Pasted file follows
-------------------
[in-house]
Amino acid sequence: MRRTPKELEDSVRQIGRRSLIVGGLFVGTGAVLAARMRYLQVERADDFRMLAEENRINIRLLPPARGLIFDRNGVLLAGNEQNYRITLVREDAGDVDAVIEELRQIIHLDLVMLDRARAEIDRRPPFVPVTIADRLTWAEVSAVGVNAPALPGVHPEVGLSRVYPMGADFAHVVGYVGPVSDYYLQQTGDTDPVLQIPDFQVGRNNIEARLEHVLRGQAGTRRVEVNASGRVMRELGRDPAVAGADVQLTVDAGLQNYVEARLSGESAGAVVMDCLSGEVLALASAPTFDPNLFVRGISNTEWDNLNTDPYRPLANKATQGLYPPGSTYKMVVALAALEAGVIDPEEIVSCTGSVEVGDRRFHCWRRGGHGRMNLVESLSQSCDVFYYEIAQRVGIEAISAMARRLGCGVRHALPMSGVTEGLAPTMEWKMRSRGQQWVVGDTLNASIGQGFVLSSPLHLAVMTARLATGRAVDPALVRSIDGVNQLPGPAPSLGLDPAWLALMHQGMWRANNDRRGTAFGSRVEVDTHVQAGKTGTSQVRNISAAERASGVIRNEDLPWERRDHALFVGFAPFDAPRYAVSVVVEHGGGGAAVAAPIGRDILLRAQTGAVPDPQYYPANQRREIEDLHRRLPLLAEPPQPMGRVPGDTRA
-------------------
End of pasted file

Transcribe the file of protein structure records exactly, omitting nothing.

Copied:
[in-house]
Amino acid sequence: MRRTPKELEDSVRQIGRRSLIVGGLFVGTGAVLAARMRYLQVERADDFRMLAEENRINIRLLPPARGLIFDRNGVLLAGNEQNYRITLVREDAGDVDAVIEELRQIIHLDLVMLDRARAEIDRRPPFVPVTIADRLTWAEVSAVGVNAPALPGVHPEVGLSRVYPMGADFAHVVGYVGPVSDYYLQQTGDTDPVLQIPDFQVGRNNIEARLEHVLRGQAGTRRVEVNASGRVMRELGRDPAVAGADVQLTVDAGLQNYVEARLSGESAGAVVMDCLSGEVLALASAPTFDPNLFVRGISNTEWDNLNTDPYRPLANKATQGLYPPGSTYKMVVALAALEAGVIDPEEIVSCTGSVEVGDRRFHCWRRGGHGRMNLVESLSQSCDVFYYEIAQRVGIEAISAMARRLGCGVRHALPMSGVTEGLAPTMEWKMRSRGQQWVVGDTLNASIGQGFVLSSPLHLAVMTARLATGRAVDPALVRSIDGVNQLPGPAPSLGLDPAWLALMHQGMWRANNDRRGTAFGSRVEVDTHVQAGKTGTSQVRNISAAERASGVIRNEDLPWERRDHALFVGFAPFDAPRYAVSVVVEHGGGGAAVAAPIGRDILLRAQTGAVPDPQYYPANQRREIEDLHRRLPLLAEPPQPMGRVPGDTRA